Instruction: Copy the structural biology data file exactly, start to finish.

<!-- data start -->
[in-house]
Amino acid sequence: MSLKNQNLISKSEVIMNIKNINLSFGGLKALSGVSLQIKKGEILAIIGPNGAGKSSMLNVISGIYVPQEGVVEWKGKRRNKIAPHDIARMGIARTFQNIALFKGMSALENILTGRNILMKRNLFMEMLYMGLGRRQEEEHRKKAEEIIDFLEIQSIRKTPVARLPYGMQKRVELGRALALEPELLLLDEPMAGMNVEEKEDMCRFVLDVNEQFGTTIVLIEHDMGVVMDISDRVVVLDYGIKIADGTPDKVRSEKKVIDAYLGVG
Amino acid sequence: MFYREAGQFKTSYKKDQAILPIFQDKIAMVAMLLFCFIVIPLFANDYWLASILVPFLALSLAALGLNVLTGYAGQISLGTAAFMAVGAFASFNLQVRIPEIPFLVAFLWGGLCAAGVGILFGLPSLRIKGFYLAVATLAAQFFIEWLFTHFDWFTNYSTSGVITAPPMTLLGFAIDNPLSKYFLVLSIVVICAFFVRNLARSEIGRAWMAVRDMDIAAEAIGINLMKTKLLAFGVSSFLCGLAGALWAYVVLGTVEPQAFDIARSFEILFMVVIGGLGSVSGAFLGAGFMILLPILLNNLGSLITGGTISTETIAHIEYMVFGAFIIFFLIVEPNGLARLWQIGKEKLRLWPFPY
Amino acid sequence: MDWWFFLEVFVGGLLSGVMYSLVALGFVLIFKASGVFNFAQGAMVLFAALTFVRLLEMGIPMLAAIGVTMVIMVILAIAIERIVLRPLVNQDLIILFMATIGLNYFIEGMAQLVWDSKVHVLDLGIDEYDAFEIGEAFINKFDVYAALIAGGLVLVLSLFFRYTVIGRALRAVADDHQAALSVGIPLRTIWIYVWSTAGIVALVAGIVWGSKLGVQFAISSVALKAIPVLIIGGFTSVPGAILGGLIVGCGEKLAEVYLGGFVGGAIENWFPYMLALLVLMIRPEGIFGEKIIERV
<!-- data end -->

[in-house]
Amino acid sequence: MSLKNQNLISKSEVIMNIKNINLSFGGLKALSGVSLQIKKGEILAIIGPNGAGKSSMLNVISGIYVPQEGVVEWKGKRRNKIAPHDIARMGIARTFQNIALFKGMSALENILTGRNILMKRNLFMEMLYMGLGRRQEEEHRKKAEEIIDFLEIQSIRKTPVARLPYGMQKRVELGRALALEPELLLLDEPMAGMNVEEKEDMCRFVLDVNEQFGTTIVLIEHDMGVVMDISDRVVVLDYGIKIADGTPDKVRSEKKVIDAYLGVG
Amino acid sequence: MFYREAGQFKTSYKKDQAILPIFQDKIAMVAMLLFCFIVIPLFANDYWLASILVPFLALSLAALGLNVLTGYAGQISLGTAAFMAVGAFASFNLQVRIPEIPFLVAFLWGGLCAAGVGILFGLPSLRIKGFYLAVATLAAQFFIEWLFTHFDWFTNYSTSGVITAPPMTLLGFAIDNPLSKYFLVLSIVVICAFFVRNLARSEIGRAWMAVRDMDIAAEAIGINLMKTKLLAFGVSSFLCGLAGALWAYVVLGTVEPQAFDIARSFEILFMVVIGGLGSVSGAFLGAGFMILLPILLNNLGSLITGGTISTETIAHIEYMVFGAFIIFFLIVEPNGLARLWQIGKEKLRLWPFPY
Amino acid sequence: MDWWFFLEVFVGGLLSGVMYSLVALGFVLIFKASGVFNFAQGAMVLFAALTFVRLLEMGIPMLAAIGVTMVIMVILAIAIERIVLRPLVNQDLIILFMATIGLNYFIEGMAQLVWDSKVHVLDLGIDEYDAFEIGEAFINKFDVYAALIAGGLVLVLSLFFRYTVIGRALRAVADDHQAALSVGIPLRTIWIYVWSTAGIVALVAGIVWGSKLGVQFAISSVALKAIPVLIIGGFTSVPGAILGGLIVGCGEKLAEVYLGGFVGGAIENWFPYMLALLVLMIRPEGIFGEKIIERV